If its Tuesday, we’re talking Tunes.

Today’s focus: an intriguing article on the MGM vs Grokster case this past week by Berkeley professor Hal Varian in the NYT.

Although the focus was on the longstanding battle between technology and copyright, I found his historical review of video pricing quite fascinating. We looked at this recently in Dynamic Pricing: DVD versus CD Strategies.

Varian notes that after the studios lost the Sony Betamax case, they were "forced them to take the home video
market seriously
:"

"Their first instinct was to set a $50 to $60 price for videocassettes. But by
choosing a high price, they stimulated the development of the video rental
market, giving users inexpensive access to movies.

On the other hand, the availability of rentals stimulated the demand for
VCR’s. As VCR prices declined, more people bought them and the video rental
industry flourished, creating a new, rapidly growing outlet for studio
productions.

In the late 1980′s Disney began to experiment with lower prices for videos,
hoping to bypass the rental stores and sell directly to home users. Disney’s
1987 video release of "Lady and the Tramp" was priced at $29.95 and sold over
3.2 million copies, making it the best-selling video as of that date. Its record
was soon eclipsed by "E.T.," which sold 14 million copies at $19.95 apiece.

These examples convinced Hollywood that if it priced its product low enough
it could successfully compete with the rental market. When DVD technology came
along in 1996, Hollywood understood that pricing under $20 was critical. DVD
technology has been hugely successful because the prices of the players and
discs have continued to decline, making it highly affordable and widely used."

Contrast this with the CD side of the recording/content industry. Only recently has there been even the slightest experiment in pricing structures. The Record Industry is way behind the curve on this.

A friend points out that this is an unfair comparison: DVDs are a secondary market, while CDs are a primary market. He states that DVDs come out after theatrical release, pay-per-view, then Cable and Satellite. This allows DVD producers to be more flexible in pricing than CDs.

I have two problems with that argument: First, the economics should be such that pricing attempts to maximize unit sales and therefore profits. Second, the business model of selling CDs as a primary revenue producer is definitely not true from the Artist’s perspective.

High CD pricing maximizes profits for the labels at the artists expense. Less sales equals less exposure, concert ticket sales, t-shirts, etc. Musicians are entrepreneurs of sorts — they cannot merely rely on CD sales.

As to the labels, the internet is in the process of disintermediating them from between the artists and the music fan. Labels must adapt — or die.

The video industry learned about pricing a long time ago:

"The critical lesson from the history of the VCR is this: If consumers have
ways to share content, either via rental markets or via the Internet, you will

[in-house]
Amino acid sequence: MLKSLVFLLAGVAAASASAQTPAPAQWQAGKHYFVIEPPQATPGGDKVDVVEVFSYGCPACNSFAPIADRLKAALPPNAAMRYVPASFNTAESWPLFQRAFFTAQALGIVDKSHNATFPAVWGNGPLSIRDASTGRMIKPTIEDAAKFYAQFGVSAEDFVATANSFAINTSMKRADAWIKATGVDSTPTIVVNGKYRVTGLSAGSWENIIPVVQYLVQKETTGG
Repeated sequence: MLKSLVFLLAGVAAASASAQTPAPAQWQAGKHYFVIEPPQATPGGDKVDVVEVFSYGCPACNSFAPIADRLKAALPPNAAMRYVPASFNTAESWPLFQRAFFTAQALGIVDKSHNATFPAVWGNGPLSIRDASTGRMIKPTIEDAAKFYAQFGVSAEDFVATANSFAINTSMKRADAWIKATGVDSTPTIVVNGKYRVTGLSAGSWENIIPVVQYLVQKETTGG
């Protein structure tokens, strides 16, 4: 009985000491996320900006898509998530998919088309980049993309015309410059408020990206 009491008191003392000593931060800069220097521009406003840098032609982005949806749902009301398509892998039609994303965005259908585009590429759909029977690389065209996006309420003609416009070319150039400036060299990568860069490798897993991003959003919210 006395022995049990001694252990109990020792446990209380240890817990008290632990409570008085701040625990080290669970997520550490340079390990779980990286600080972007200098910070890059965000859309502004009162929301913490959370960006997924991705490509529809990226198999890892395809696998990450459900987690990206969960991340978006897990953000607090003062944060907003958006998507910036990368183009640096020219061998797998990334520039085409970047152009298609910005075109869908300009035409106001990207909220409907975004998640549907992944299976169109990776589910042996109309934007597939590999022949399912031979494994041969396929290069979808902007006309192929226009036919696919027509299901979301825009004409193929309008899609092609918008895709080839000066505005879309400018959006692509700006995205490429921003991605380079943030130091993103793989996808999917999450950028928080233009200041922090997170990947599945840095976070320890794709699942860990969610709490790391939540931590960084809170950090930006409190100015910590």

have to set low prices to induce them to buy. But low prices may well stimulate
enough volume to make up for the lost revenue.

Apple’s iTunes,
with its 99-cent price for songs, has driven this lesson home, but there are
those who argue that prices should be even lower.

In 2004, RealNetworks
experimented with charging 49 cents for digital songs and sold more than three
million downloads in a three-week period. The chief executive of RealNetworks,
Rob Glaser, says that "the pricing that will result in the biggest overall
market for music will involve some kind of tiered pricing," with "new mainstream
songs for 99 cents retail, and up-and-coming artists and back catalog artists at
a lower price."

It is worth observing that this is similar to the pricing strategy used in
the video industry in the 1980′s: a high price for the videos that were likely
to be viewed only once, making them natural candidates for the rental market,
and a low price for videos that warranted repeat viewing, making them candidates
for purchase."

That is only one possible example of Dynamic Pricing. When will the Record Industry pay some attention to the economics of this?

>

Sources:
File-Sharing Is the Latest Battleground in the Clash of Technology and Copyright
By HAL R. VARIAN
NYT, ECONOMIC SCENE, April 7, 2005
http://www.nytimes.com/2005/04/07/business/07scene.html

Dynamic Pricing: DVD versus CD Strategies
Tuesday, March 22, 2005
http://bigpicture.typepad.com/comments/2005/03/dynamic_pricing.html

Category: Film, Music

Please use the comments to demonstrate your own ignorance, unfamiliarity with empirical data and lack of respect for scientific knowledge. Be sure to create straw men and argue against things I have neither said nor implied. If you could repeat previously discredited memes or steer the conversation into irrelevant, off topic discussions, it would be appreciated. Lastly, kindly forgo all civility in your discourse . . . you are, after all, anonymous.

One Response to “File Sharing, CD and Video Pricing”

  1. dsquared says:

    I do think it matters, though, that the DVD market isn’t required to be self-financing; there are no studios which are dependent on DVD sales to have the funds to produce new movies. The same isn’t true of CDs.

    It’s worth remembering that for the majority of artists by headcount, the record labels provide a fantastic deal; you get to borrow a load of money, use it to live off and record an album, then you default on the debt for no other reason than that the album didn’t do well, and you walk away without paying back a cent and without a blemish on your credit record. CDs are produced on a “fully costed” basis and DVDs on a “successful efforts”, for anyone to whom oil industry accounting terms mean anything.